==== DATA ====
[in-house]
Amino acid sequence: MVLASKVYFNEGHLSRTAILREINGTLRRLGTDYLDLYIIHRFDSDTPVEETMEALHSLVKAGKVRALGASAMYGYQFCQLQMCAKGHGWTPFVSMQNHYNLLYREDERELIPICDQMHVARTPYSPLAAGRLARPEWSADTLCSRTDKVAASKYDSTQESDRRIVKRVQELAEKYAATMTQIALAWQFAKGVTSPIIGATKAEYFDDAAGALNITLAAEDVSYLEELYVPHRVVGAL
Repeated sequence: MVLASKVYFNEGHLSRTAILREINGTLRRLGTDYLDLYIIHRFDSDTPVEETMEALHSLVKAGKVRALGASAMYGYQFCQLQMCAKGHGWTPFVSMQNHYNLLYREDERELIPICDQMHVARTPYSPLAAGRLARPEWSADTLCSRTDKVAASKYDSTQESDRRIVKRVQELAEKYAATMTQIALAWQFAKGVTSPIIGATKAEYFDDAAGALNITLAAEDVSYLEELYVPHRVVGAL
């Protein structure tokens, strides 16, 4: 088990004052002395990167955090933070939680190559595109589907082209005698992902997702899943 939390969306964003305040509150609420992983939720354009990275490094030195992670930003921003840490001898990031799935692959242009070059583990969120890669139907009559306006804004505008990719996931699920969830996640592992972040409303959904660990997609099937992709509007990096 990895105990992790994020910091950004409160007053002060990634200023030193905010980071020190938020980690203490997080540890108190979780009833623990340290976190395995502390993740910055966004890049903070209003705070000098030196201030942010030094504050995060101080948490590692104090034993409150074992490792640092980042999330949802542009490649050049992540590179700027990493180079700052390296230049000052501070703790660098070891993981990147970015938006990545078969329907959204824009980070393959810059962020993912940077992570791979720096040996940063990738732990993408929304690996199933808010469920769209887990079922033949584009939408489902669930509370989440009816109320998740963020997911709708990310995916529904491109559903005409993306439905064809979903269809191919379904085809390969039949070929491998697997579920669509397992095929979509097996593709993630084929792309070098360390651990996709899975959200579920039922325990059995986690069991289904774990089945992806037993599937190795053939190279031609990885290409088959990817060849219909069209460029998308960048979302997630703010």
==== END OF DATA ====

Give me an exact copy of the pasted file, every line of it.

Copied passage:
[in-house]
Amino acid sequence: MVLASKVYFNEGHLSRTAILREINGTLRRLGTDYLDLYIIHRFDSDTPVEETMEALHSLVKAGKVRALGASAMYGYQFCQLQMCAKGHGWTPFVSMQNHYNLLYREDERELIPICDQMHVARTPYSPLAAGRLARPEWSADTLCSRTDKVAASKYDSTQESDRRIVKRVQELAEKYAATMTQIALAWQFAKGVTSPIIGATKAEYFDDAAGALNITLAAEDVSYLEELYVPHRVVGAL
Repeated sequence: MVLASKVYFNEGHLSRTAILREINGTLRRLGTDYLDLYIIHRFDSDTPVEETMEALHSLVKAGKVRALGASAMYGYQFCQLQMCAKGHGWTPFVSMQNHYNLLYREDERELIPICDQMHVARTPYSPLAAGRLARPEWSADTLCSRTDKVAASKYDSTQESDRRIVKRVQELAEKYAATMTQIALAWQFAKGVTSPIIGATKAEYFDDAAGALNITLAAEDVSYLEELYVPHRVVGAL
């Protein structure tokens, strides 16, 4: 088990004052002395990167955090933070939680190559595109589907082209005698992902997702899943 939390969306964003305040509150609420992983939720354009990275490094030195992670930003921003840490001898990031799935692959242009070059583990969120890669139907009559306006804004505008990719996931699920969830996640592992972040409303959904660990997609099937992709509007990096 990895105990992790994020910091950004409160007053002060990634200023030193905010980071020190938020980690203490997080540890108190979780009833623990340290976190395995502390993740910055966004890049903070209003705070000098030196201030942010030094504050995060101080948490590692104090034993409150074992490792640092980042999330949802542009490649050049992540590179700027990493180079700052390296230049000052501070703790660098070891993981990147970015938006990545078969329907959204824009980070393959810059962020993912940077992570791979720096040996940063990738732990993408929304690996199933808010469920769209887990079922033949584009939408489902669930509370989440009816109320998740963020997911709708990310995916529904491109559903005409993306439905064809979903269809191919379904085809390969039949070929491998697997579920669509397992095929979509097996593709993630084929792309070098360390651990996709899975959200579920039922325990059995986690069991289904774990089945992806037993599937190795053939190279031609990885290409088959990817060849219909069209460029998308960048979302997630703010």